As a chief of police, I know the experiences children have in the earliest years of life have consequences that can last well into adulthood. Children who receive high-quality, pre-K education are more likely to start kindergarten ready to succeed and, consequently, are more likely to do well in school, graduate on time and avoid a life of crime.
That’s why I appreciated last week’s editorial on the impact that early childhood education has on Idaho students’ long-term success — July 20, “Kids in Idaho fall behind before grade school and never catch up.”
Research backs up what law enforcement already knows to be true: quality early-learning programs set kids up for success in school and in life. One study of a quality pre-K program in Chicago, for example, found that children who did not participate in the program were 70 percent more likely to be arrested for a violent crime by age 18 compared to their peers who had participated in pre-K.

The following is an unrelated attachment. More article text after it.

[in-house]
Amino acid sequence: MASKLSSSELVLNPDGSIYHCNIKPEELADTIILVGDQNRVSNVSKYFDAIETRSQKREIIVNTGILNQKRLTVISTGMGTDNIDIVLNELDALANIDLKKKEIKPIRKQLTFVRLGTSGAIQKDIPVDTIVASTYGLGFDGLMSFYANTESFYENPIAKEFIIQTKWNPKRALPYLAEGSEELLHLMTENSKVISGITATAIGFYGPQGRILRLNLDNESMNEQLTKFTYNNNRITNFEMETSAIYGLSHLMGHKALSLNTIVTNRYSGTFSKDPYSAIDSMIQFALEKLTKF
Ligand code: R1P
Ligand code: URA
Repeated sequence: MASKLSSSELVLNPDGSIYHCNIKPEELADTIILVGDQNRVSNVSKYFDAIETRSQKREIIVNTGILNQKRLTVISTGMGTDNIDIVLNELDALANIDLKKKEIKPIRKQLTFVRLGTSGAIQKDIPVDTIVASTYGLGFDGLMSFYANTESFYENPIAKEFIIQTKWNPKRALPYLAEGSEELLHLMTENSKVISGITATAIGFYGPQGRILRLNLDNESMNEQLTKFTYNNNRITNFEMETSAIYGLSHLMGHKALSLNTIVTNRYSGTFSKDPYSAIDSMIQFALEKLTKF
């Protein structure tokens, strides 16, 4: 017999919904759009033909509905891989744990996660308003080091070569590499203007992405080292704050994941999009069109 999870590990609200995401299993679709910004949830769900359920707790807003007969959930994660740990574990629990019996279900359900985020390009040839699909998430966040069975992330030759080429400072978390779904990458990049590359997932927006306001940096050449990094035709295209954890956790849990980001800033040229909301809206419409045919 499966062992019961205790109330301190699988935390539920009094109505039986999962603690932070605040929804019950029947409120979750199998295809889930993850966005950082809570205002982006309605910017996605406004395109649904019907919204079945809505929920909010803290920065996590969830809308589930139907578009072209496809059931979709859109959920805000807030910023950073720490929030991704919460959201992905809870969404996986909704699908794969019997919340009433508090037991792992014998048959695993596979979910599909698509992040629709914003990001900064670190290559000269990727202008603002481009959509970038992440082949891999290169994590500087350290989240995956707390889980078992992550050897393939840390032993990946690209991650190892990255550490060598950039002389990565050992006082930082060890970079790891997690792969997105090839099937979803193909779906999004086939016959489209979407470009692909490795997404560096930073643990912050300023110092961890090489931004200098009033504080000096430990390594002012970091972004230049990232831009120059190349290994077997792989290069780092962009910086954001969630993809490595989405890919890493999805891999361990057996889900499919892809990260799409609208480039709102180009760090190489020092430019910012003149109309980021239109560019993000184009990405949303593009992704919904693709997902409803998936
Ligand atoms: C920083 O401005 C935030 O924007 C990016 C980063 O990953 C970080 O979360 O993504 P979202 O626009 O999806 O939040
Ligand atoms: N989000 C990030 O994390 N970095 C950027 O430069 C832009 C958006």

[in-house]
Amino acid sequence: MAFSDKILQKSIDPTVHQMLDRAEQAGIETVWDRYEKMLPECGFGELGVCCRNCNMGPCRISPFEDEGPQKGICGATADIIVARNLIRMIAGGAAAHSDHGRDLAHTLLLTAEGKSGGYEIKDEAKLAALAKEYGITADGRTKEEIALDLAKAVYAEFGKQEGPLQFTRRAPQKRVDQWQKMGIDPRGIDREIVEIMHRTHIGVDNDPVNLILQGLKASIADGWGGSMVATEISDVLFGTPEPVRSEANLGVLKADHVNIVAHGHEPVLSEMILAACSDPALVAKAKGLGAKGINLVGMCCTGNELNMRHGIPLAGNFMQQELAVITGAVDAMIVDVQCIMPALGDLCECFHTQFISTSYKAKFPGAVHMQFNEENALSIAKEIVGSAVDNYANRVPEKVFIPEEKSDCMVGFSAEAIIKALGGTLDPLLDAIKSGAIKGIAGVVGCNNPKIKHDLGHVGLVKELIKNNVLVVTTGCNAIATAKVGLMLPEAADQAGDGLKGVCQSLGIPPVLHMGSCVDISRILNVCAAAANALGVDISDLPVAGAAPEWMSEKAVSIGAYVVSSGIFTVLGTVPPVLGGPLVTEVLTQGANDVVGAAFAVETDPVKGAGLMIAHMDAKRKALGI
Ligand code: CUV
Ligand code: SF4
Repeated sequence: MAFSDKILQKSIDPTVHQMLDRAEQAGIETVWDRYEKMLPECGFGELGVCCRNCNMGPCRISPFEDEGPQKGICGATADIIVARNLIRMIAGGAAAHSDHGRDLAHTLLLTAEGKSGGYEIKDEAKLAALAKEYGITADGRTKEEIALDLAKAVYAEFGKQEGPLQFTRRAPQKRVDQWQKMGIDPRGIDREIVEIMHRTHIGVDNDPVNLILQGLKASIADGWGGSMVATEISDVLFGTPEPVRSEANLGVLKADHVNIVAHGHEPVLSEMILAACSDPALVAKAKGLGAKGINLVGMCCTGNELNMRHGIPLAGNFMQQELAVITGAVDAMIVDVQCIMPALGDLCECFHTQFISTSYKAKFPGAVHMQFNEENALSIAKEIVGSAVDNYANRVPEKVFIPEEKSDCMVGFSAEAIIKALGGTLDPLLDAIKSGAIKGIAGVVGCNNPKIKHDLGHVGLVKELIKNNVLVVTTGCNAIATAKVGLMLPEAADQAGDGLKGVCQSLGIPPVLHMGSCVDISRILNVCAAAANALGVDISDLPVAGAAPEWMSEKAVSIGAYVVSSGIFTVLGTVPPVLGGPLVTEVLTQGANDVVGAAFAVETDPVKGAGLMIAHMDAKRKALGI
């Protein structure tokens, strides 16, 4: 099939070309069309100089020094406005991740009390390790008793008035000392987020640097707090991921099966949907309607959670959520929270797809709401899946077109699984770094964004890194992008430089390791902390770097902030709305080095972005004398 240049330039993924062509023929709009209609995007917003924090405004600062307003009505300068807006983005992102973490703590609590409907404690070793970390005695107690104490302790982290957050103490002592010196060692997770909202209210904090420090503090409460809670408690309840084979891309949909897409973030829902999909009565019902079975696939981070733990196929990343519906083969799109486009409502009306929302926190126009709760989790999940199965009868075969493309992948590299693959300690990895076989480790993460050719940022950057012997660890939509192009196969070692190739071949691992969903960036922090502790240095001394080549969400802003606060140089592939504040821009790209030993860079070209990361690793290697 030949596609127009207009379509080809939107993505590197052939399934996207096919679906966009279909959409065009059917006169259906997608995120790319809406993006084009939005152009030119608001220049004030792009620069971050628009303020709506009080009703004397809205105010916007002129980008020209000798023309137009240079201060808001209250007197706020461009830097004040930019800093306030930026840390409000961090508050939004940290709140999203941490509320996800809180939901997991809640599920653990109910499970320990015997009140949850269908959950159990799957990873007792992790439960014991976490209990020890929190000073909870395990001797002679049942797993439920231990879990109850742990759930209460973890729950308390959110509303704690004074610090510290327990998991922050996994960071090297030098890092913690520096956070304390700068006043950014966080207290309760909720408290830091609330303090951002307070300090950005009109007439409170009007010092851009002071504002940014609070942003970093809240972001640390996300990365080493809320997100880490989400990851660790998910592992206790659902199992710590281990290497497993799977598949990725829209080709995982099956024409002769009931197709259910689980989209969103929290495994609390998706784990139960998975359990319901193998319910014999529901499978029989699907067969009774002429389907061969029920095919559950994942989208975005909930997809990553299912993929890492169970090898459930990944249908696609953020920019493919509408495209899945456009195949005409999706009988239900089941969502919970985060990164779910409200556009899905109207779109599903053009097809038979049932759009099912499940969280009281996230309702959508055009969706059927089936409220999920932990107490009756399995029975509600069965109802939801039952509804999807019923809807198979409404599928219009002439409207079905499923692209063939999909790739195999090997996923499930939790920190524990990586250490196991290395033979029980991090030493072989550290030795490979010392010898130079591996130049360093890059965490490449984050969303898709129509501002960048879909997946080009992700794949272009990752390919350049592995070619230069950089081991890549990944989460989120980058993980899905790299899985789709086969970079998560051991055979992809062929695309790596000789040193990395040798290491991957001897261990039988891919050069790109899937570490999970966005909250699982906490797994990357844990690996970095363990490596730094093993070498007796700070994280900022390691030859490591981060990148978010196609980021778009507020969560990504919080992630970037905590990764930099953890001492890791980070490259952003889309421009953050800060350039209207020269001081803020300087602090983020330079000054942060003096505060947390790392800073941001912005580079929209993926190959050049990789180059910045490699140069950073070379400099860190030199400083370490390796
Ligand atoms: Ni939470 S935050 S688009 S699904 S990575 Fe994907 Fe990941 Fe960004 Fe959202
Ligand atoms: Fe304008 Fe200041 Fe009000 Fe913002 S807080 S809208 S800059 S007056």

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Numbers like this should not go ignored. In fact, I recently traveled to Washington, D.C., to meet with Rep. Simpson and thank him for supporting increased federal resources for early childhood programs including Head Start and Child Care and Development block grants.
But these federal programs only reach nine percent of our state’s four-year-olds and four percent of three-year-olds. And, as the editorial points out, Idaho is one of just seven states that does not have a state-funded pre-K program. Failing to properly support our state’s children in their earliest years not only has an impact on their academics — it has an impact on our communities’ public safety, as well.